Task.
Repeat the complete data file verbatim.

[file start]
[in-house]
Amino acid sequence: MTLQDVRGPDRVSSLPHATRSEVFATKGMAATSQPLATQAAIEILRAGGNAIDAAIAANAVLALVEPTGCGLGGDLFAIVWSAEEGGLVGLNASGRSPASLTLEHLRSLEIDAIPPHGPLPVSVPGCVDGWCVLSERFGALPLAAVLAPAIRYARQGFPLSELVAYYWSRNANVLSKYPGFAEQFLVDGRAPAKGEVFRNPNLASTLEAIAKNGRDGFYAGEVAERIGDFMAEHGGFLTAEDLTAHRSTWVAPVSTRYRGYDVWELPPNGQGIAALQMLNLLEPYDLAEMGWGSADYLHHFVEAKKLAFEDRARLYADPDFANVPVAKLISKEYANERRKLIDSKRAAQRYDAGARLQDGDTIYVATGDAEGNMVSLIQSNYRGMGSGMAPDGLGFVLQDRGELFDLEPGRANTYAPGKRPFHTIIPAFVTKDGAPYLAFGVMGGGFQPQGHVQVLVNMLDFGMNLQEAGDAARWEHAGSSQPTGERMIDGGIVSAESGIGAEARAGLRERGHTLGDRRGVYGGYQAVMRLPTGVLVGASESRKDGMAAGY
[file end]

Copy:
[in-house]
Amino acid sequence: MTLQDVRGPDRVSSLPHATRSEVFATKGMAATSQPLATQAAIEILRAGGNAIDAAIAANAVLALVEPTGCGLGGDLFAIVWSAEEGGLVGLNASGRSPASLTLEHLRSLEIDAIPPHGPLPVSVPGCVDGWCVLSERFGALPLAAVLAPAIRYARQGFPLSELVAYYWSRNANVLSKYPGFAEQFLVDGRAPAKGEVFRNPNLASTLEAIAKNGRDGFYAGEVAERIGDFMAEHGGFLTAEDLTAHRSTWVAPVSTRYRGYDVWELPPNGQGIAALQMLNLLEPYDLAEMGWGSADYLHHFVEAKKLAFEDRARLYADPDFANVPVAKLISKEYANERRKLIDSKRAAQRYDAGARLQDGDTIYVATGDAEGNMVSLIQSNYRGMGSGMAPDGLGFVLQDRGELFDLEPGRANTYAPGKRPFHTIIPAFVTKDGAPYLAFGVMGGGFQPQGHVQVLVNMLDFGMNLQEAGDAARWEHAGSSQPTGERMIDGGIVSAESGIGAEARAGLRERGHTLGDRRGVYGGYQAVMRLPTGVLVGASESRKDGMAAGY